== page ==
RALEIGH, N.C. (Oct. 4, 2012) — More people are hurt falling from tree stands than any other type of hunting accidents, yet tree stand-related injuries are almost always avoidable.
Last deer hunting season, officers with the N.C. Wildlife Resources Commission investigated two fatalities and seven injuries that were related to tree stand use. There have been two fatalities related to tree stand use so far this season.
The Wildlife Commission’s Home From The Hunt™ safety campaign has made tree stand safety a top priority in North Carolina for the 2012-13 hunting season. Hunter Education Program instructors are emphasizing proper use of tree stands and elevated hunting platforms in workshops, programs and events across the state.
“Following some basic guidelines can prevent injuries and won’t interfere with a successful hunt,” said Travis Casper, the state hunter education coordinator. “Maintain three points of contact when climbing up or down. Use a full body safety harness at all times. Check belts, chains and attachment cords before use. Follow manufacturer’s instructions.”
Other recommendations include:
· Never carry anything as you climb — use a haul line to raise and lower an unloaded gun or other equipment after you are seated safely in the tree stand.
· Have an emergency signal, such as a cell phone on vibrate, whistle or flare, readily accessible.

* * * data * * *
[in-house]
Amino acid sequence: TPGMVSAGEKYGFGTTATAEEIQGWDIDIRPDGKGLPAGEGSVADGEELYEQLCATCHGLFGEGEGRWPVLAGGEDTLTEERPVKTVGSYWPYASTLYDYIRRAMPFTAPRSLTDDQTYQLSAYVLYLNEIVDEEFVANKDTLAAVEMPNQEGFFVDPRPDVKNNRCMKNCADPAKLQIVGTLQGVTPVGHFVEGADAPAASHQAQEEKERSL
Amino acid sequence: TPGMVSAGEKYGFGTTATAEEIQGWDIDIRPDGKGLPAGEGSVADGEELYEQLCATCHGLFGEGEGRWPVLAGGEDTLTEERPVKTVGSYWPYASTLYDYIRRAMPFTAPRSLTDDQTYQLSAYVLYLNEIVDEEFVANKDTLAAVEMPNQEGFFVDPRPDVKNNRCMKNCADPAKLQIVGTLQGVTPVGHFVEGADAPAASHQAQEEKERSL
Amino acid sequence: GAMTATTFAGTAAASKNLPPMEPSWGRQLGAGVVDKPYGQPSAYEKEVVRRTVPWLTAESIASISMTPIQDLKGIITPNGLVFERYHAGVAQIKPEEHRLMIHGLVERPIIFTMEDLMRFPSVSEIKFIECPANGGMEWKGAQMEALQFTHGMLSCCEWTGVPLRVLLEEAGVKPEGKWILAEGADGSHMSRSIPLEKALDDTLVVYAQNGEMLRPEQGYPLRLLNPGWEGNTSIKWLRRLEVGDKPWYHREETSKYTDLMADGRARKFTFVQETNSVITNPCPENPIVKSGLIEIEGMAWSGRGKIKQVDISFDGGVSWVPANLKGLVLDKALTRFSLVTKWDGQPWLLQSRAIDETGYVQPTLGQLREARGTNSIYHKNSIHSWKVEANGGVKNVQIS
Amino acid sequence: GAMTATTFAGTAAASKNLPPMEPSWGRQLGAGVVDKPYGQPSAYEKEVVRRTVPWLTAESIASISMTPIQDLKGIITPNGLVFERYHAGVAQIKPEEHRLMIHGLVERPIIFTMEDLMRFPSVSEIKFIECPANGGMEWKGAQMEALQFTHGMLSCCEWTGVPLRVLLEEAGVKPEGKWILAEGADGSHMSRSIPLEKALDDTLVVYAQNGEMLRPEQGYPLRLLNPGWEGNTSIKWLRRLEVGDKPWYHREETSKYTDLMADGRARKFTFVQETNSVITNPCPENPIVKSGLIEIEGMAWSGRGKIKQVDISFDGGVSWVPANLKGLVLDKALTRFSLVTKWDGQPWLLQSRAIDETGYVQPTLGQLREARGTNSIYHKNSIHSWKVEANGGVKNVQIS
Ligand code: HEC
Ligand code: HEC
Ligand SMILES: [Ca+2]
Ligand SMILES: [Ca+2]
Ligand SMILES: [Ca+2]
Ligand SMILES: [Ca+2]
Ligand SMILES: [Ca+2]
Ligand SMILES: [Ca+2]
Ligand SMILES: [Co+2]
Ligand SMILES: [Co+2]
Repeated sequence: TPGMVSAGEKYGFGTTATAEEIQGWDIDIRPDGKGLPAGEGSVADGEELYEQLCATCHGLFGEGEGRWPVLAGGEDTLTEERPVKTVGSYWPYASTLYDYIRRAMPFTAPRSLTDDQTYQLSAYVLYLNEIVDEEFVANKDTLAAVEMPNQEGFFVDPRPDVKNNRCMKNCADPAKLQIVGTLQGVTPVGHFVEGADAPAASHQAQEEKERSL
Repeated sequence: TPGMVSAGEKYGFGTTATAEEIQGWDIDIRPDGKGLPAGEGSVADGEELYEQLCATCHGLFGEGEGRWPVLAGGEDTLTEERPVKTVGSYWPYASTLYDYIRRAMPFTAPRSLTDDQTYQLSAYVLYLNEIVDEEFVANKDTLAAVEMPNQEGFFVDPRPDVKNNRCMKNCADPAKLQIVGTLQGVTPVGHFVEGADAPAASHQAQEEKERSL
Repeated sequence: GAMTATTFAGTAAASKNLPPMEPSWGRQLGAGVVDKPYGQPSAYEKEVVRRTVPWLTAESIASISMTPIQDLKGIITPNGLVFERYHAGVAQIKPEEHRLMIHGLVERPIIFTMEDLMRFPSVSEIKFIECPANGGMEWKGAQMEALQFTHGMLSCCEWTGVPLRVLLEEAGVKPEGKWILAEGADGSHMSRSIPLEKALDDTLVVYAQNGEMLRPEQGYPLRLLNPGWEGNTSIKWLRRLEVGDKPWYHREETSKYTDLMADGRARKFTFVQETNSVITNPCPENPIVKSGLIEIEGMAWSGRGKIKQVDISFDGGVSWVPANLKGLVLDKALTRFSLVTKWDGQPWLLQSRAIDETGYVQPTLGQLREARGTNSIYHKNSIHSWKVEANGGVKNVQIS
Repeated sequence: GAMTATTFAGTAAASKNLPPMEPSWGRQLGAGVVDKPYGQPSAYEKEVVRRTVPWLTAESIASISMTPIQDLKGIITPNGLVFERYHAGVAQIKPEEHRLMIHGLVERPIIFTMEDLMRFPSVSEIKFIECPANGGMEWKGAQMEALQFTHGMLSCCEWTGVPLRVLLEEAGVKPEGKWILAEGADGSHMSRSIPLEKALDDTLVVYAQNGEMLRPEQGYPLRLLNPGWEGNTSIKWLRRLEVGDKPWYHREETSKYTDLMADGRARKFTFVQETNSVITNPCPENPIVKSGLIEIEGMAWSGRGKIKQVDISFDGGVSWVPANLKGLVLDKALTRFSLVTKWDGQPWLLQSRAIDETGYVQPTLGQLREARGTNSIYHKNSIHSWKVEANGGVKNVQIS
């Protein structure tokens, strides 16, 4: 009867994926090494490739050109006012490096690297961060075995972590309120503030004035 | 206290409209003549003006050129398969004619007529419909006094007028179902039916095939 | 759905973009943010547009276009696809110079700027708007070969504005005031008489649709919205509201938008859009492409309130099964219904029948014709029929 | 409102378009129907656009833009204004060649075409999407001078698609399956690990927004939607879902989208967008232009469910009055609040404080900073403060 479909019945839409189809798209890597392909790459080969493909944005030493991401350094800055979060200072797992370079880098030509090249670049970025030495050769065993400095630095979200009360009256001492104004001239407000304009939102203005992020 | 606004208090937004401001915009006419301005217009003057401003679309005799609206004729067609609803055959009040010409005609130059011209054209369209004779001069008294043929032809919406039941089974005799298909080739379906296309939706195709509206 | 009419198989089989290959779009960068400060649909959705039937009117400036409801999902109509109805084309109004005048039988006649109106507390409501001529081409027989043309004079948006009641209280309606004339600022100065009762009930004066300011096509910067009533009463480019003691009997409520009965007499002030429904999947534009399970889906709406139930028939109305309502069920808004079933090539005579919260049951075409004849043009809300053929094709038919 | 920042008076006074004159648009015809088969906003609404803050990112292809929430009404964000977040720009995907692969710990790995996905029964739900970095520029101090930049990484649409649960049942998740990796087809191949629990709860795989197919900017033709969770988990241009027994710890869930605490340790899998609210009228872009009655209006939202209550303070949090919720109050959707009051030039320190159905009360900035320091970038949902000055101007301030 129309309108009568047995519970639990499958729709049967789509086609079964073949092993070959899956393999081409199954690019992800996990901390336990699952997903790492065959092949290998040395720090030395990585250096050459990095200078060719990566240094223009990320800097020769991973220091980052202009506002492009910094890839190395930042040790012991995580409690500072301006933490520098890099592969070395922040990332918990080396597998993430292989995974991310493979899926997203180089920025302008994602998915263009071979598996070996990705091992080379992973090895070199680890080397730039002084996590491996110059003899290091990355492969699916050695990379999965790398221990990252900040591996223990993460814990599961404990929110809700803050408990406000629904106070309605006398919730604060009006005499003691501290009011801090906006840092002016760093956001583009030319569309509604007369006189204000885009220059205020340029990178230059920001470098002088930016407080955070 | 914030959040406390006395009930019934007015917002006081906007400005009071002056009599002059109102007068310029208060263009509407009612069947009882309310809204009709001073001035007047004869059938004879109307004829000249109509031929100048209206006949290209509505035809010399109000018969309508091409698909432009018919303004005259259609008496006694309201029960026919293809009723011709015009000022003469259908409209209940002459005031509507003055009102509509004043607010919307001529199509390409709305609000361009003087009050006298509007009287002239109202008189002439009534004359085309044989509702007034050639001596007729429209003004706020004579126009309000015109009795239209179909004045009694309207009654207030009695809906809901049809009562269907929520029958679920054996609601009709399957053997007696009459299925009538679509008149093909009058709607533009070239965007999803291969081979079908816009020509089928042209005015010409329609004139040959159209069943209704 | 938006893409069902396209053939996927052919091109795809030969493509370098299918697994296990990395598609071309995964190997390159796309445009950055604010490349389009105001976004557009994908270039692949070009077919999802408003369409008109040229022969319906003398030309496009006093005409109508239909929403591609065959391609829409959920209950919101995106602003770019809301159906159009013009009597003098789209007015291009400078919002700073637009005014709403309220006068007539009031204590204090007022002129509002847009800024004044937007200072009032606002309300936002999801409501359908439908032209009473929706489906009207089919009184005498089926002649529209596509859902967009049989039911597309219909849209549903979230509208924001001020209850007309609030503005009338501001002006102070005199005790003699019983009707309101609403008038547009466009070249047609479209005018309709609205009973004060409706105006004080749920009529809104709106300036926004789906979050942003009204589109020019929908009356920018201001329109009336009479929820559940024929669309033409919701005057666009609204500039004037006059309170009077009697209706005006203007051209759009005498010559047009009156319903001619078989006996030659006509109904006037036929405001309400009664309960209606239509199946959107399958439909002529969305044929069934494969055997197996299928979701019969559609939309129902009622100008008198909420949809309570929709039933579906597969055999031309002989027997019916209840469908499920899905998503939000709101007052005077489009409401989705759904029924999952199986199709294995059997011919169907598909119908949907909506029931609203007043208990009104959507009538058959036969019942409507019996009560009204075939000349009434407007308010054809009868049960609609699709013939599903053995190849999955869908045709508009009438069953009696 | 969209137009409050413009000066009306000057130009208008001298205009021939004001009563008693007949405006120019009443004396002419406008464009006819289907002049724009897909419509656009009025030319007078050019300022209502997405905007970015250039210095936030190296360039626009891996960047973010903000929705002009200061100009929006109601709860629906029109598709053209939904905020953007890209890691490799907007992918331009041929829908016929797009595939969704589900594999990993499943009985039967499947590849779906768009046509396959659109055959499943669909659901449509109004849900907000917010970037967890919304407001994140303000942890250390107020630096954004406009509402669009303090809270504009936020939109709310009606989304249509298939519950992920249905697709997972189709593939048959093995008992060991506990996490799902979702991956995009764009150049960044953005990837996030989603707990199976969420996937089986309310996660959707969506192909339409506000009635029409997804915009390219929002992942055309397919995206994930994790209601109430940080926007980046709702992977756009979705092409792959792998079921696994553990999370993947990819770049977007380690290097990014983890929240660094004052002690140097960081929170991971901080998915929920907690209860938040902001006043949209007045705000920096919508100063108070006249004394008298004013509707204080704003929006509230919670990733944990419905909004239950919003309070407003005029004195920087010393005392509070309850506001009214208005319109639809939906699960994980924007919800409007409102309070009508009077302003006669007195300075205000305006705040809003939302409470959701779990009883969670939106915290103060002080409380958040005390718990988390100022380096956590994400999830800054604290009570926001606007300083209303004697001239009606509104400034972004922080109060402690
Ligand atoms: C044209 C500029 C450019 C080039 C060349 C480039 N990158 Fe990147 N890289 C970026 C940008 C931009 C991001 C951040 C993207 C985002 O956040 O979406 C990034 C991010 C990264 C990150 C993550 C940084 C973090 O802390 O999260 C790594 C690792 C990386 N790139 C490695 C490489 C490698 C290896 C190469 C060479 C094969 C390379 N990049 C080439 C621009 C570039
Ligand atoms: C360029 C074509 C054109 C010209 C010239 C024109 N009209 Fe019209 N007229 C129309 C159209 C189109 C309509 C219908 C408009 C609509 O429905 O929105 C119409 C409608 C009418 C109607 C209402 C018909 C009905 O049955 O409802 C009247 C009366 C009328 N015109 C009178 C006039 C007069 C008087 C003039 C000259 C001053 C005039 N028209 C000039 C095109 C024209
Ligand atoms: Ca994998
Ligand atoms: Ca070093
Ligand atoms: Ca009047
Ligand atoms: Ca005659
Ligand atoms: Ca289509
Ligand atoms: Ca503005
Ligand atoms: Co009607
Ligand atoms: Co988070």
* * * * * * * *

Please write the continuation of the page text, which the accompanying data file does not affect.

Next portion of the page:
· Let someone know where you plan to hunt and when you plan to return.
· Select a healthy, straight tree for your tree stand.
· Don’t exceed manufacturer’s maximum height settings.
“If you have a tree stand that has been in place for an extended length of time, take it down,” Casper said. “Inspect it. Replace rusted bolts, frayed straps or, if needed, buy a new tree stand. Your life could depend on it.”
Tree stand safety is a key component taught in Hunter Education courses, required for all first-time hunting license buyers. All first-time hunting license buyers first must complete a hunter education course successfully. There are no minimum age requirements; however, classes are taught at an eighth-grade level and tests must be completed without assistance. Courses are a minimum of 10 hours. They are taught by wildlife officers, hunter education specialists and certified volunteer instructors. Hunter education certification is accepted in every state and province in North America.
To find a free course near you, go to www.ncwildlife.org or call 919-707-0031 for more information.